A ‘trans-scene-ary’ fashion: some notes on the cultural-material history of Dr. Martens boots

Widely known, Dr. Martens boots (usually refered to as ‘Doc Martens’, ‘Docs’ or ‘Dr. Martens’) are one of the established fashion codes of several different subcultures. Being initially worn in Mod- and Skinhead-subcultures from the 1960s onwards, they were soon worn by Punks, ‘Goths’, and members of the EBM-, Wave- and Dark-Wave-scenes, too. Until today, they also are an established code in Metal culture. Being introduced to subcultural discourses in the 1960s, they until today bear with them an ‘aura’ of protest, proletarian spirit, of noncomformist identities. Given that today they are part of a huge branding and marketing discourse, whose final very conservative purpose is to earn money, it is somehow surprising that this code still ‘works’.

The boots were invented by German medical doctor Klaus Märtens shortly after World War II.1 In 1945, he injured his ankle and was looking for solid yet comfortable boots when recovering from his injury. He designed a boot using soft leather and air-padded soles made of tires. The new footwear was not an instant success; but in 1947, when meeting his university friend Herbert Funck, who was  impressed by Märtens’ invention, things changed. In 1952, they opened a factory in Munich. In 1959, the boots became marketed internationally, and British company R. Griggs Group Ltd. bought patent rights to manufacture the boots in the United Kingdom, where they were sold for the first time in 1960.

The company introduced the until today common name, slightly re-shaped the heel and, most of all, added the trademark yellow stitching. Also, in this first process of branding the soles were branded as ‘AirWair’ soles. Soon, the new shoewear was worn by police officers, postmen and factory workers. By the late 1960s, they were used as a cultural-material code in the early Skinhead-scene. In the 1970s and 1980s, as mentioned, they became part of the Punk-, ‘Goth’-, Wave- and Dark-Wave-Scenes, too. Also members of EBM-groups and Metalheads wore and wear their Docs.

Being a rather late starter, I decided to buy my first Docs this year (being 37 years old, this maybe is one of the first symptoms of a Metalhead’s midlife crisis). Buying these boots made me remember their history; as a cultural historian interested in Metal Music Studies, I am interested in how this shoewear managed to become a ‘working’ code in so many different cultural discourses over five decades. They were common when I was teenager, and still in in my twens. Today, they seem to experience a certain revival.  But, most of all, as a historian in Metal Music studies, I want to ask what these shoes can tell us about writing the history of Metal culture – in the context of a broader historiography of subcultures since the 1960s.

In this context, the mentioned ‘omnipotent’ subcultural capital of the Dr. Martens boots seems to be their most important historical feature. They ‘work’ in at least seven different subcultures: Skinheads, Punks, ‘Goths’, Wavers and New Wavers, EBM-Fans and Metalheads wear their Doc Martens. So, their cultural main feature is that they are a ‘trans-scene-ary’ code of shoewear. They construct these different identities and, at the same time, the transgress the boundaries between the scenes.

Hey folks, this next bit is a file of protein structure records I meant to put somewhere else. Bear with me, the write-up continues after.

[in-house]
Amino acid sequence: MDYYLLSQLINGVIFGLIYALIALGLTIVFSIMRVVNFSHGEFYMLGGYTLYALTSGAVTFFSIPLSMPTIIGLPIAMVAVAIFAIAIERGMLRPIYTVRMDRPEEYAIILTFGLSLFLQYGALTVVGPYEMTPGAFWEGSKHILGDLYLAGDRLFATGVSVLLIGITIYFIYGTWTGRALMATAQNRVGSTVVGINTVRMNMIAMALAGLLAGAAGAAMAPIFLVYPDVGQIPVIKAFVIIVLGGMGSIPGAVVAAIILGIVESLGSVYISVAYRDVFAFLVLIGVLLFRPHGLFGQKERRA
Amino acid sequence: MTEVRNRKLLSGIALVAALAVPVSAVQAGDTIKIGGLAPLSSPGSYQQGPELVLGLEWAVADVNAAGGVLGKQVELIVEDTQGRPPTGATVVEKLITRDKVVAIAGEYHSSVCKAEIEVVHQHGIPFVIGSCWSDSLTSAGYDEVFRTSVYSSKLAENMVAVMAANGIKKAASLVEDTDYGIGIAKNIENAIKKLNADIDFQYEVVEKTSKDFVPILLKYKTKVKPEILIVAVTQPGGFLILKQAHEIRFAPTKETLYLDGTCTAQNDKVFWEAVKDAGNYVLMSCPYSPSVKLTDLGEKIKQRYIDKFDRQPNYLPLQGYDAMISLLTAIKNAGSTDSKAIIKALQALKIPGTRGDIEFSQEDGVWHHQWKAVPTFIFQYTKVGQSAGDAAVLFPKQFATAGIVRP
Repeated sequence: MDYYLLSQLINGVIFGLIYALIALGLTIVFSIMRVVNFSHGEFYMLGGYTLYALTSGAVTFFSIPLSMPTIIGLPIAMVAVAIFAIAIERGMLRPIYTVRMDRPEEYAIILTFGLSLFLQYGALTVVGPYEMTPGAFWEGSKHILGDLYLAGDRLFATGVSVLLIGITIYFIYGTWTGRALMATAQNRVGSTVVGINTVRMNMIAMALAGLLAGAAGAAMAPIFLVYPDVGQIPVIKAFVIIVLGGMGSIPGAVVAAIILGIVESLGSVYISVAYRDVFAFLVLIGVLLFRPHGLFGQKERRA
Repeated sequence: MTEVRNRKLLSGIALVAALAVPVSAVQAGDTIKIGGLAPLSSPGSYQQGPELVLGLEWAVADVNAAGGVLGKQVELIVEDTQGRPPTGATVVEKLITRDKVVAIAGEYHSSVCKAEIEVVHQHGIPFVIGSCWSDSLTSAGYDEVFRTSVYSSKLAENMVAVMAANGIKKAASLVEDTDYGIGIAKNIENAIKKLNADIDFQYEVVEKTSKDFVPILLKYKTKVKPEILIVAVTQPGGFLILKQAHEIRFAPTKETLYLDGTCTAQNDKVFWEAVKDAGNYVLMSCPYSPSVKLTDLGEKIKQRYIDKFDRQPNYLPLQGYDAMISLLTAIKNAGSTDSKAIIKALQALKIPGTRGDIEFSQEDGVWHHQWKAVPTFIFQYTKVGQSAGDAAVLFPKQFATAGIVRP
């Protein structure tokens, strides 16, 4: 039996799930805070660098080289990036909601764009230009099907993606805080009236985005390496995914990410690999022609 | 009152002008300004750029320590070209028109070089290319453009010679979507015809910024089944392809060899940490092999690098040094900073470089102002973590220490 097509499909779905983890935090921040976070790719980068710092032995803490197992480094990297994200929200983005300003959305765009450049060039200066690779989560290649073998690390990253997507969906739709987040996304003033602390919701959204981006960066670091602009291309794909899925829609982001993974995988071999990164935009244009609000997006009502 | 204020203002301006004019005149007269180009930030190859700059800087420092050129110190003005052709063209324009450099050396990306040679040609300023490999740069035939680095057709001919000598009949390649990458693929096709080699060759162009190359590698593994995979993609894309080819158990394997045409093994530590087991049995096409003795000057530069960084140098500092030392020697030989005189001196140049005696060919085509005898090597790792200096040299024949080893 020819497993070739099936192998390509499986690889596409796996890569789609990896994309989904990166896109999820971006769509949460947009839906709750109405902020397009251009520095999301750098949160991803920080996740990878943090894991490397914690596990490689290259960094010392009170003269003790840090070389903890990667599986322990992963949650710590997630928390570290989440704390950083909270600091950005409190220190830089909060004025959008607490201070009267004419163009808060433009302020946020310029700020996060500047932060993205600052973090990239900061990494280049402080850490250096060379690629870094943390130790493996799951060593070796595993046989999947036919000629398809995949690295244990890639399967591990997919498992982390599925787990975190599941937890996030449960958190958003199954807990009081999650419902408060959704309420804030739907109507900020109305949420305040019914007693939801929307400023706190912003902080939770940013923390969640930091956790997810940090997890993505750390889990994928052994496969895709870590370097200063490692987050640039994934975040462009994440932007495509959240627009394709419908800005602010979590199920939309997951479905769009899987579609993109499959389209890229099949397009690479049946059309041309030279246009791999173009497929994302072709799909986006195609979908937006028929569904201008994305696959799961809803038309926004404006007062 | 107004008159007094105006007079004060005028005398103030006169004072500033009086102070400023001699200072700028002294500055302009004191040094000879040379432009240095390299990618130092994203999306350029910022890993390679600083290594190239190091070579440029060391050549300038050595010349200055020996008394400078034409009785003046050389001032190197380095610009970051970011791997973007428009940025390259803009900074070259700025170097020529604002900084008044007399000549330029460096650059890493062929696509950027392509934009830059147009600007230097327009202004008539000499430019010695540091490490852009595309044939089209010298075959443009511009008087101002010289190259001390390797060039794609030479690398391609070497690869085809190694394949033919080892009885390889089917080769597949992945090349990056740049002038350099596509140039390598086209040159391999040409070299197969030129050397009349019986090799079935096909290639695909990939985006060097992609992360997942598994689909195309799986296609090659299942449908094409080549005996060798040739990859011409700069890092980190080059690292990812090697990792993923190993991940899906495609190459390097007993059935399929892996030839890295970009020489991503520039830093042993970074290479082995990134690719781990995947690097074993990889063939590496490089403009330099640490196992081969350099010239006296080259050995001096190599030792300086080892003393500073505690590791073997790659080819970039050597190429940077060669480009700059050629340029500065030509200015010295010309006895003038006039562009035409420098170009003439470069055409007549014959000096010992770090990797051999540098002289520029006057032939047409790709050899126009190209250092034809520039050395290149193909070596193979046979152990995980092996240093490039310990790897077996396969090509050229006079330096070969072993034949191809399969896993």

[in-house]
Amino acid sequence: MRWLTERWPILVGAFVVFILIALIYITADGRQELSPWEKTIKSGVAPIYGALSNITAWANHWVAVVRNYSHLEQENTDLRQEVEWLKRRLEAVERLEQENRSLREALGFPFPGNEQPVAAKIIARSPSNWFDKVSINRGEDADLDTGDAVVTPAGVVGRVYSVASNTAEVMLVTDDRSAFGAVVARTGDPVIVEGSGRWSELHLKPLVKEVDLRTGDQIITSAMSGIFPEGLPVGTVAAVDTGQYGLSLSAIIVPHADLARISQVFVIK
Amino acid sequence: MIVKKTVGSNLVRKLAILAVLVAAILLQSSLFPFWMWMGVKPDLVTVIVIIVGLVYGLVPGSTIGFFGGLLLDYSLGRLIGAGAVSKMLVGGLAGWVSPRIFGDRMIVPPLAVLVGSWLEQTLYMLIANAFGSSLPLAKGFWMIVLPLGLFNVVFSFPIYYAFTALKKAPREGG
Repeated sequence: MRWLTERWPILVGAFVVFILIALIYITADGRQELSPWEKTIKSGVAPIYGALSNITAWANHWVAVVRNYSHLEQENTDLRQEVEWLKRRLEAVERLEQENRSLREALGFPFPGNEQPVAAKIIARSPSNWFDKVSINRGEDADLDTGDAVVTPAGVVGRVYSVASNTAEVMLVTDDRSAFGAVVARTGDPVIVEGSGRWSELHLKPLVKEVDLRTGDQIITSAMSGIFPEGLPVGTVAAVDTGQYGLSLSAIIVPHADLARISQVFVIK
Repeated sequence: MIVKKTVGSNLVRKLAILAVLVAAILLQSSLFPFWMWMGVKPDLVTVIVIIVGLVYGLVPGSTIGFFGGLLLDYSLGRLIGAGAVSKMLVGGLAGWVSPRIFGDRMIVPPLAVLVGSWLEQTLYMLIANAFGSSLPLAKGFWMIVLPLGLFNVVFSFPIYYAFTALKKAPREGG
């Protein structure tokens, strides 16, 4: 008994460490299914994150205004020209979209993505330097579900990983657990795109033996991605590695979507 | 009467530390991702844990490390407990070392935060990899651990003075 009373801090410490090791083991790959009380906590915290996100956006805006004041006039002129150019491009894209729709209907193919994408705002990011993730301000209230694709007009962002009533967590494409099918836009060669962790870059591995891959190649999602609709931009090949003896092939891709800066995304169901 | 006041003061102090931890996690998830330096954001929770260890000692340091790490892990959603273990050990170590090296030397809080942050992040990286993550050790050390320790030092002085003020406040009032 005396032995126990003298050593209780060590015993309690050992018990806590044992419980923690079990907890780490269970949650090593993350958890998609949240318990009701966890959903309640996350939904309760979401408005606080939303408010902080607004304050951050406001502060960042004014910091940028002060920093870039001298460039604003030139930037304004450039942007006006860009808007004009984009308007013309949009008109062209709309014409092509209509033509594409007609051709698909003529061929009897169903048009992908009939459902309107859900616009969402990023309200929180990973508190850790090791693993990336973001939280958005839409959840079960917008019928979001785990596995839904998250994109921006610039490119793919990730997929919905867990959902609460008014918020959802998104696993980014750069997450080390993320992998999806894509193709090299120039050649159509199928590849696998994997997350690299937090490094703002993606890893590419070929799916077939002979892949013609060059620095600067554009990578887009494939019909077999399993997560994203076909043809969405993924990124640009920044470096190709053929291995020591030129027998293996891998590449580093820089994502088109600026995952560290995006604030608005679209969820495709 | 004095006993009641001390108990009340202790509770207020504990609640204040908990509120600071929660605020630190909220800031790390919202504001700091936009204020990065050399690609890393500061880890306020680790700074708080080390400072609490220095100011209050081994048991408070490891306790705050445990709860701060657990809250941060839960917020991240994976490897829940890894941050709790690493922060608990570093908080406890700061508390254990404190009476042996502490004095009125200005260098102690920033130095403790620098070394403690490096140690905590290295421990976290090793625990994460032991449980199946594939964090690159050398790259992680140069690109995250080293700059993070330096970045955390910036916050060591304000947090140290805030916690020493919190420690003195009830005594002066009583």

What could a cultural historian of Metal music learn from this? I suppose, we can discover two major aspects: first, the history of material artefacts, such as shoes, is a very good way to tell Metal history. Secondly, when writing this history, we have to be aware of these ‘trans-scene-ary’ features of cultural codes. They are liquid, form varying and oscillating circles of negation and the construction of identities. To tell the history of Metal culture, means to deal with material items that bear in them very heterotopic semiotic structures. We do not have to essentialize these codes but to see them as objects of constant definition and re-definition.

  1. For their history, cf. Martin Roach, Dr. Martens. The Story of an Icon. London: Chrysalis Impact, 2003. 

Getting naive in Metal Music Studies: can (Metal) music change the world?

In my last post, I reflected upon cultural-historical tendencies and processes in the year of 2016. I tried to elaborate on the question how this year, with its seemingly fundamental political ruptures, in a global and European perspective, could be told in scientific historical storytelling. Already this essay, as I ‘dared’ to measure the relevancy of one year in history without the advantage of temporal distance (I wrote my post on January 1st 2017), did not lack a certain degree of naivety. In this post I want to take, so to speak, ‘naivety as an epistemic tool’ and reflect upon a seemingly highly naive question: can (Metal) music change the world?

Yet, I think this a question, if our theoretical and methodological  prerequisites of cultural history are presented and used self-reflexively, being aware of the fundamental limits  inherent to them, can be elaborated on in a scientifically serious way. I suggest, trying to think of a conceptual answer to this question might add ‘ontological awareness’ to the research agenda of Metal Music Studies.

Getting naive…

Our starting point is a very simple thought: in the year of 2017, having in mind the first weeks of the new Trump administration and its policies, the coming important elections in France and Germany, the overall global network-like atmosphere of tension, uncertainty, even fear and panic, we could want to live in a better world; culturally, socially, legally, politically and economically. All the frictions and tensions of discourse in early 2017 – i.e. terrorism, migration, political radicalization, war-like conflicts – could make us long for a better world. And, this  being the decisive fact, wanting concepts from science to get into such a world.